“A party like the AfD gives people from minorities an offer of social identity,” says Beate Kupper, a social psychologist at Hochschule Niederrhein University in North Rhine-Westphalia who studies the far right in Germany. “If you identify strongly with a group and you have an ‘out-group’ that you can position yourself against, that is a good feeling for your personal belonging.”
Kupper singles out Weidel’s campaign speeches as a particular example of this. “If you look at Alice Weidel, she’s an economist, so her expertise is on the economy. [But] she is not speaking that much about the economy. Her topic is very much devaluation and hatred towards Muslims. Muslims are now the identified out-group.”
Mirko Welsch was also once an AfD supporter, initially drawn to the party by its resistance to the euro currency. He was even an elected AfD official in his district council of Saarbrucken, a rare feat for a gay member of the party.
“I was convinced that the AfD would grow as a party into a well-respected opposition to the Christian Democrats,” he says. “I believed in what it originally stood for.”
But he became increasingly uncomfortable as party leaders ratcheted up the anti-immigration rhetoric. He resigned in March, after one AfD leader called for a “180-degree turn” in the way Germany deals with the Second World War, particularly “national guilt” over its Nazi history.
“The AFD has developed in a way that we are seeing incitement against different groups of minorities,” Welsch says. “The party has just moved too many inches to the right.”
Welsch believes that LGBT support for the AfD is actually dropping, despite Alice Wiedel’s prominence within the party.
“You will see that many more AfD voters in the LGBT community won’t vote for the party in the future. There is just too much turmoil going on,” Welsch says, adding that his former party “has become a farce.”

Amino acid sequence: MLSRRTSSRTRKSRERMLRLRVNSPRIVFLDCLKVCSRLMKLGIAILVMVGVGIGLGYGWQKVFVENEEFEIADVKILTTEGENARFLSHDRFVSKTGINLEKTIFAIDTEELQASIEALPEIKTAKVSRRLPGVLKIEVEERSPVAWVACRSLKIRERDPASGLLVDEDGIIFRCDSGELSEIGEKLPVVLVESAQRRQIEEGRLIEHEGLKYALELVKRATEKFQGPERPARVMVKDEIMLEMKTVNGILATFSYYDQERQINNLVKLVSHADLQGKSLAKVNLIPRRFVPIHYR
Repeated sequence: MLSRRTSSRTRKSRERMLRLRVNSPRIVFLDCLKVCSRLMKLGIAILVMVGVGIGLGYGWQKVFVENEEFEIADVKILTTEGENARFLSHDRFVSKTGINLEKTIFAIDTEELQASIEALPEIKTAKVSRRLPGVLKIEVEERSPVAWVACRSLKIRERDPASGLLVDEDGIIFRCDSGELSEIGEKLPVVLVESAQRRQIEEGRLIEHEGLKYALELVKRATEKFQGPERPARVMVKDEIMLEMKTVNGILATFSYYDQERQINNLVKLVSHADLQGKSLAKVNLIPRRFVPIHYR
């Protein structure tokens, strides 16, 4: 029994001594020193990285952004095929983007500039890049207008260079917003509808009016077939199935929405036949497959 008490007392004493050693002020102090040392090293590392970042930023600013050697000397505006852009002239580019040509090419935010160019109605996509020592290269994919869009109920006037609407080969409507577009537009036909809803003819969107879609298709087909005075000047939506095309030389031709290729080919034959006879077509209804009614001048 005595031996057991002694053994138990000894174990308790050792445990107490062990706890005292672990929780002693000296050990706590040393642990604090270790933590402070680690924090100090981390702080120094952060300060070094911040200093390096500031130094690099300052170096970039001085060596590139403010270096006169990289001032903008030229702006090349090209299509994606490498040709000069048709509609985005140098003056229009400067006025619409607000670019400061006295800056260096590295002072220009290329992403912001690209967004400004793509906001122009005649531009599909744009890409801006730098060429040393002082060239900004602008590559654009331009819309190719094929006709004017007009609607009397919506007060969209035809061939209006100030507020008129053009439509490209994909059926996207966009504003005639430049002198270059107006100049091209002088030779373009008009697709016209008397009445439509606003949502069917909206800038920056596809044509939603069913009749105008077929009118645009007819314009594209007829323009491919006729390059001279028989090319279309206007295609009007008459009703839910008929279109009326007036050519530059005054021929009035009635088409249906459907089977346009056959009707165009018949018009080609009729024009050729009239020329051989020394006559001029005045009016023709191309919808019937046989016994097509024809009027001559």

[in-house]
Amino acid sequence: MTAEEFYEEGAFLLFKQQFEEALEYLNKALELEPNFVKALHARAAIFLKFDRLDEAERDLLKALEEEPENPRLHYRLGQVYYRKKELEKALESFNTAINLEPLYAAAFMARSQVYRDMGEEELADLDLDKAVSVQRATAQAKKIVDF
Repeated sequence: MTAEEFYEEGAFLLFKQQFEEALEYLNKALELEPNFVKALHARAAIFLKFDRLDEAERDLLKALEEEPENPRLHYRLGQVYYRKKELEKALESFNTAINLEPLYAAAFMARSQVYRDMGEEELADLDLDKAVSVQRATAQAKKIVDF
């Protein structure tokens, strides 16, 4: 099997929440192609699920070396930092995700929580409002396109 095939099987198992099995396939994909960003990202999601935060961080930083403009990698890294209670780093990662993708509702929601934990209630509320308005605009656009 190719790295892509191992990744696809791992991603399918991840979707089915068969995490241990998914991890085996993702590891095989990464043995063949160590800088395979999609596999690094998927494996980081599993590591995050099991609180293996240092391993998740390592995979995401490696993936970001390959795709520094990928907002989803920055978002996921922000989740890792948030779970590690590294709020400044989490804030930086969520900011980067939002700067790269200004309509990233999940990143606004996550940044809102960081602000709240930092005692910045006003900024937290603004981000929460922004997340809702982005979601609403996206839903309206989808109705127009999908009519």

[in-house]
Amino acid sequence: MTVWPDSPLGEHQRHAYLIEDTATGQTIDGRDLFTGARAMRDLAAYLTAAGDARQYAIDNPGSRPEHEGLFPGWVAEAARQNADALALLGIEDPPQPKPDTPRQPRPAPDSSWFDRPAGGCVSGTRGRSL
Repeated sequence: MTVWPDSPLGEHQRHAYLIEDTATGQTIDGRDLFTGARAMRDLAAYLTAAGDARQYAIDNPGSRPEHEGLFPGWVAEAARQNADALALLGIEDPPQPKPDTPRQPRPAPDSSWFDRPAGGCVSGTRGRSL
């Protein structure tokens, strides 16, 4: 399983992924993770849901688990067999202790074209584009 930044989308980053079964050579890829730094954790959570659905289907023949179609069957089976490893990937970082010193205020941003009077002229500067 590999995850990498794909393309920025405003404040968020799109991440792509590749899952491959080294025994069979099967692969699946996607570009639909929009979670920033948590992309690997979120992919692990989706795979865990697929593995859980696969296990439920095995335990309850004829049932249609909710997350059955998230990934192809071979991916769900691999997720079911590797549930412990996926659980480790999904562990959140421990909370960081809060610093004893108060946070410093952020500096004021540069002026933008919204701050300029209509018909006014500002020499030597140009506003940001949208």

An untapped source of votes?
Welsch points out that he was once one of the 130 or so openly gay AfD members. That number now stands at 20, says Alex Tassis, the man who is now responsible for the AfD’s gay outreach.
Tassis heads up Alternative Homosexuals, the AfD group that reaches out to the LGBT community. A gay immigrant from Greece, Tassis says he strongly believes that “Islamization” is a threat to Germany and Europe and that the AfD will soon become the most popular party among gay men. There’s no contradiction in the party’s stance against gay marriage, he says. And it’s clear he views the LGBT community as an overlooked source of votes this election.
“Gays, lesbians and also older migrant groups in Germany – like myself who came to Germany a long time ago – are just as important to Germany as any other human being who lives here,” he says.
“The LGBT and older migrant groups have concerns that other parties simply don’t understand and don’t get. I represent those groups and want to give those groups a voice. That’s what I am here for. “
Tassis was the one who answered Karsten’s email for help after he and his partner were attacked. Within three hours of reading it, Tassis met the couple in a downtown Bremen cafe and connected them with a lawyer, encouraging them to sue the local prosecutor, something the pair are looking into.
“Cases like Karsten’s or similar cases have unfortunately happened in Bremen amongst citizens before,” Tassis says. “This case was particularly dramatic. Every citizen has a right to be heard, every citizen needs an ear and this is what I did In Karsten’s case.”
That swift response turned Karsten from someone who used to vote for the left-wing Green Party into an AfD supporter.
“It has nothing to do with being a Nazi or being totally right. I’m not against every foreigner. And I’m not against every Muslim. But I’m against the criminals,” Karsten explains. “This was the only way we could get some help. Because the other parties didn’t care.”